BUSINESS

Amaya Just Went Nuclear With PokerStars and FTP

TAGs: Amaya Gaming, Editorial, full tilt poker, PokerStars, Rafi Rarber

Amaya Just Went Nuclear With PokerStars and FTPI made a buy call on Amaya on April 29th at $6.82. I advised taking profits by taking trading capital out on June 3 at $10.71, but to keep long term-investment capital in and not to lose all of your position. AYA is now over $20 a share. I will now advise taking long-term money out as well and booking the rest of your profits but only with firm buy stops at $17 and $23. This way you will be committed to regaining your position at some point, either at lower prices, which is great or in the event of a long term revaluation of the stock on the (small) chance that this enormous move is not yet over in the immediate term..

Rumors of a major acquisition for Amaya started circulating in late May with the company even issuing a no-comment press release about it on May 26. Trading was halted by the IROC on June 12th due to a big and imminent announcement. That announcement was made on June 13th when Amaya revealed it would be acquiring PokerStars and Full Tilt Poker for $4.5 billion plus $400 milion in deferred payments.

A quick economics lesson on the enormous movement in Amaya shares and then I’ll get on with investment analysis in light of the merger. It is widely believed that governmental securities regulators like the SEC and the IROC exist in order to stabilize the capital markets. This case is a perfect illustration as to how exactly the reverse is true.

AYA saw a spectacular 70 percent rise in one day from June 12th to the 13th on the news. Though this is euphoric for shareholders assuming they all get out at the top (which is impossible), it is a signal of major instability in the market, and it hurts novice investors and traders. Every time there is an enormous move in a very short time period, somebody has to buy at the top. Those people are often retail traders or dumb money who trade emotionally. Usually, they get burned, donating money to those who got in early.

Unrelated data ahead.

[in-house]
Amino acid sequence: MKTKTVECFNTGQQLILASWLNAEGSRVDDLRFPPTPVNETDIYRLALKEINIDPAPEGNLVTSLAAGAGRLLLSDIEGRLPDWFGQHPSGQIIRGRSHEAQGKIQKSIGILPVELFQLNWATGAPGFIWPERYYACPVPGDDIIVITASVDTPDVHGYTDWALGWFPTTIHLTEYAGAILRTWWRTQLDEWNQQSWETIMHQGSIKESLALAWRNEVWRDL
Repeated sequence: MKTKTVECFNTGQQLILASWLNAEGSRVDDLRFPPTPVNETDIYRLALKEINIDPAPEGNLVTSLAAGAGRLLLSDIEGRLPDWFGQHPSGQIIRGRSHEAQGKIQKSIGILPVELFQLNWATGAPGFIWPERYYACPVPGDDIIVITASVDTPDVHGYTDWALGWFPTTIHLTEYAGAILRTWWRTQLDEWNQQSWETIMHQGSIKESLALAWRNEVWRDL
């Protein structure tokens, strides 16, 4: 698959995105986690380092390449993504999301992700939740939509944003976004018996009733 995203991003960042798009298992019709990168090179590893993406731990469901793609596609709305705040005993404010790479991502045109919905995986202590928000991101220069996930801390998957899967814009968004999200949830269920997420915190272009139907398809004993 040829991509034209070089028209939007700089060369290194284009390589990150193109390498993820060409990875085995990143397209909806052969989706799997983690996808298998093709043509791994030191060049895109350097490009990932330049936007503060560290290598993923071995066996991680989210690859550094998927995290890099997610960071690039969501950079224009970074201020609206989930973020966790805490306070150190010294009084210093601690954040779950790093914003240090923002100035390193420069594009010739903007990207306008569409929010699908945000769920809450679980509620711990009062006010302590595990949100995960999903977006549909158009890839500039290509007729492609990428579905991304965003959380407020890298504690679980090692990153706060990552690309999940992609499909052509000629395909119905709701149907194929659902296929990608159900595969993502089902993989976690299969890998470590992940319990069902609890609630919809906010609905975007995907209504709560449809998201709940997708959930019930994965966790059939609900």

And what do regulators have to do with this? Because by law, insider trading is illegal. Insider trading is a non-crime where information that for arbitrary reasons the public is forbidden by regulators from knowing is acted upon. The reason Amaya released that no-comment press release on May 26th was that if it didn’t; it might have gotten in trouble for fueling rumors or some other violations. Because the public is not allowed to know what’s going on by law before an official public statement, this creates enormous moves when news does come out and the reaction comes in a torrent.

Imagine if the public were allowed to know what was going with merger discussions earlier on, with information coming gradually to the market instead of all at once. We would have seen a more gradual, smoother price rise over a longer period of time instead of a 70 percent move in one day. Picture 50 people slowly wading into a pool over time as news slowly spreads that it is sourced from the Fountain of Youth or something. Now picture those same 50 people all being informed at once, and then all cannonballing in together. Someone is going to get hurt, and the pool is going to lose a lot of water in the process.